The failure of the current system is one of the inescapable conclusions of the 2019 general election, and before that of the rise of the SNP and Plaid Cymru, too bad for the current hubbub in Belfast.

Unionists in Scotland would rightly point to the failures of the SNP-Green government. But the SNP’s unhealthy dominance is the result of Tory dominance in England and the Brexit vote. It was created by Westminster parliamentary absolutism. Similarly, the fight over protocol at Stormont is a direct consequence of the Brexit deal reached by Westminster.

And the longer history of British democracy has never been about dominating Westminster thought. Whether it was Joseph Chamberlain and Birmingham City Liberal radicalism, or the Chartists, or the Suffragettes, or Manchester, or the Irish Home Rule disruptors, Westminster was most alive when it was filled with energy intellectual from elsewhere in these islands. It wasn’t always moldy. It wasn’t always sleepy. The building itself, like a Plantagenet theme park, tells a false story about historical continuity.

We are close to a real chance of remodeling. It is not caused by pamphlets or seminars, but by the right people, the voters. The local election results sent the message that neither the Conservatives nor Labor are spreading across the UK any longer.

[See also: How will Boris Johnson resolve the Northern Irish trilemma?]

The English Tories must now fight on two flanks. The party declined rapidly not only in Scotland, but also in Wales; it was hammered in London. Labor has largely failed to regain the swaths of the Midlands and northern England it lost in 2019, and it is still stuck in Scotland. Smaller parties, from the Liberal Democrats to the Greens and Sinn Féin, have done better. Basically, the polls suggest that if a general election were held tomorrow, the result would be a hung parliament.

As I wrote in these pages last week, Tory strategists are already planning to warn voters against activating a ‘chaotic’ coalition of SNP, Labor and Lib Dems, which would continue to rewrite the constitution of the country. And this from the party that brought us Brexit chaos.

But I agree to this extent: looking at the incomplete and scattered picture painted by the local elections, we can see the dark shape of an unknown politics before us. Brexit has brought us not the single, irresistible bass voice of a resurgent national community, as the Johnsons and Rees-Moggs of this world hoped, but a babble of competing voices. Not a politics based on class and ideology, but increasingly on geographical proximity and, in particular, on resentment against London and the concentration of power and wealth in the South East of England.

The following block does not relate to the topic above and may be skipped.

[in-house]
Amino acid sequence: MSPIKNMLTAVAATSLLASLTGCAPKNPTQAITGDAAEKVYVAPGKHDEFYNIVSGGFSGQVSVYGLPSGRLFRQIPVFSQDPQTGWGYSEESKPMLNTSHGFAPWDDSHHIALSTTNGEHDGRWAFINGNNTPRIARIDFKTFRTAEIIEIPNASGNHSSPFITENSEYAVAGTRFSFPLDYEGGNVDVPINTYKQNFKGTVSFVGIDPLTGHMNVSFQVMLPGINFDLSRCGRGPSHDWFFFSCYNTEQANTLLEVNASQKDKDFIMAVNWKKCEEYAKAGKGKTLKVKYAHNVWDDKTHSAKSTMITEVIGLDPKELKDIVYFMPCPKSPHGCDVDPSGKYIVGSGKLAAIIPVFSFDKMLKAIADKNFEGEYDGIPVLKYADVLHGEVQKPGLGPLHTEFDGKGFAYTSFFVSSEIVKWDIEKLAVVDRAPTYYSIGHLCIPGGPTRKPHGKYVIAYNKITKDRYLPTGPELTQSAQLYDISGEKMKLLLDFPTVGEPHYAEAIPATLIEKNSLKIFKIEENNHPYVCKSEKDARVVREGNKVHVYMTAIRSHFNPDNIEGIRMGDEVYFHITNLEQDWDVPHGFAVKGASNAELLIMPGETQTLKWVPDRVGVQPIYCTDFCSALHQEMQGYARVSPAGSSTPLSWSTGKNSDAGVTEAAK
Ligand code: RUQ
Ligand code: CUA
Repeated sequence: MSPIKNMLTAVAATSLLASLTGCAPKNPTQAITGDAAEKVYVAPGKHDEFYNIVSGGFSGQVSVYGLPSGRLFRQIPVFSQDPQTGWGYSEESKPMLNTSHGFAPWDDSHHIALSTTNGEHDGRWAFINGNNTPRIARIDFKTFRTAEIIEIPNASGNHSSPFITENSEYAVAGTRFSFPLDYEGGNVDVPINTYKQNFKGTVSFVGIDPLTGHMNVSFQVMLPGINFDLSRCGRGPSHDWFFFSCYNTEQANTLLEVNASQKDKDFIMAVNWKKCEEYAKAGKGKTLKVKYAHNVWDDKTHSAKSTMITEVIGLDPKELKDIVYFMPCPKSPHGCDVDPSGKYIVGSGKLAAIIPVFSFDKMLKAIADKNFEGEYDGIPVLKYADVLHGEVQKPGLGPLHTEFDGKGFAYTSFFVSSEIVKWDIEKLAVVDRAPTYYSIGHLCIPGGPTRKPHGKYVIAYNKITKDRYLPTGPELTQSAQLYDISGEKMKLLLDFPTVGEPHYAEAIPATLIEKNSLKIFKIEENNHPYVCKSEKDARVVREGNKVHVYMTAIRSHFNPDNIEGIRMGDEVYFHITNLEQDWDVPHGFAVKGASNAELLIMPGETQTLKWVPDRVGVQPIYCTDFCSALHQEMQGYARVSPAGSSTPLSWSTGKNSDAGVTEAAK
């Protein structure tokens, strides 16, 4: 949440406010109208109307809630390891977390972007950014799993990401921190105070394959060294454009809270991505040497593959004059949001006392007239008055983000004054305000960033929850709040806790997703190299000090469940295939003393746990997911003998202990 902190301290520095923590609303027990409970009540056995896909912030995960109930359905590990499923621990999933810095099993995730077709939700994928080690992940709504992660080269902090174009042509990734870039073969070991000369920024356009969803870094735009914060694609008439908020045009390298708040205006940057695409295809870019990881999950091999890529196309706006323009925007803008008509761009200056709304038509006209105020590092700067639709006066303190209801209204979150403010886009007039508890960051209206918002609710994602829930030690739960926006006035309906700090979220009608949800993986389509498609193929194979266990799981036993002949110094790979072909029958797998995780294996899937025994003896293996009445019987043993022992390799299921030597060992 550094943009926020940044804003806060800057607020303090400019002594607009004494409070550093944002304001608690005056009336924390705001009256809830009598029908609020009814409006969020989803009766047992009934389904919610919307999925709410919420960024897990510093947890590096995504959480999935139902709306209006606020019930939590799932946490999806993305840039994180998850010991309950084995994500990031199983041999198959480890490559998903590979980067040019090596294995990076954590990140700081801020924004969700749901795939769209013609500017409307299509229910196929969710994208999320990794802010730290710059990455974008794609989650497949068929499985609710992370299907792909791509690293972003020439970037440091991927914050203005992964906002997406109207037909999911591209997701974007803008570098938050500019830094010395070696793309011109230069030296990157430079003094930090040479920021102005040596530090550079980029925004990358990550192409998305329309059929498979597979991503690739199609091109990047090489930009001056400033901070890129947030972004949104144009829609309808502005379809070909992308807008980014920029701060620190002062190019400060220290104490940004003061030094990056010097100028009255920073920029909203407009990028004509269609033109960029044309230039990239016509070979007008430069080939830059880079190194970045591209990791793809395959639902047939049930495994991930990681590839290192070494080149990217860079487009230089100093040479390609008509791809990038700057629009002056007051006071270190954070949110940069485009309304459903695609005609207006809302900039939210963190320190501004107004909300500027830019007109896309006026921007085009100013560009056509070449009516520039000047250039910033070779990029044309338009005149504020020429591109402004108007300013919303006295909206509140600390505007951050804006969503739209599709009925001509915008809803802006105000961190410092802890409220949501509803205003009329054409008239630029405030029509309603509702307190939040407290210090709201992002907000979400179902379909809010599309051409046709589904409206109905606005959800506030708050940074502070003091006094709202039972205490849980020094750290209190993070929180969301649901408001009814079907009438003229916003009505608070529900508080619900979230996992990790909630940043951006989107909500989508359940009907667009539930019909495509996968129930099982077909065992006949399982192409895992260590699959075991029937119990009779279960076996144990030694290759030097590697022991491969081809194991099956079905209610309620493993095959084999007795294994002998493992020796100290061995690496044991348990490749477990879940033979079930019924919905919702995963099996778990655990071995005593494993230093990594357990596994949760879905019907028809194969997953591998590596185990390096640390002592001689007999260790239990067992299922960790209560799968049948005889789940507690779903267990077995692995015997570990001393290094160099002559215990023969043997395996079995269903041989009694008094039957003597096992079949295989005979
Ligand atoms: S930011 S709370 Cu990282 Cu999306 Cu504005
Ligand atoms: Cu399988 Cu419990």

In Scotland and Northern Ireland, the relentless turnover of demography seems fatal in the longer term for the United Kingdom. The younger the cohort, the less affection there is for Britishness. The changes in Northern Ireland encourage those in Scotland, and vice versa. In their tone, their personal stories and their constitutional perspectives, Nicola Sturgeon and Michelle O’Neill chime.

The big missing piece of the puzzle is England. The prickly hostility of the English to the ‘big wen’ of London’s festering arrogance never died, and the dissolution of the Union at large would aggravate the imbalance within England, not the would solve. The opposition must think about alternative models. He should take another look at Asquith’s 1912 “Home Rule all round”, a different form for a modern federal Britain, which was never realized. He should take up the most audacious ideas of the conservatives on local regeneration and negotiate with the other opposition parties to build another type of policy.

He must. It should. But we all know that won’t be the case unless voters push the pace. I hope they will, before the fire breaks out.

[See also: What if Keir Starmer’s gamble backfires?]

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This article originally appeared in the May 18, 2022 issue of The New Statesman, Putin against NATO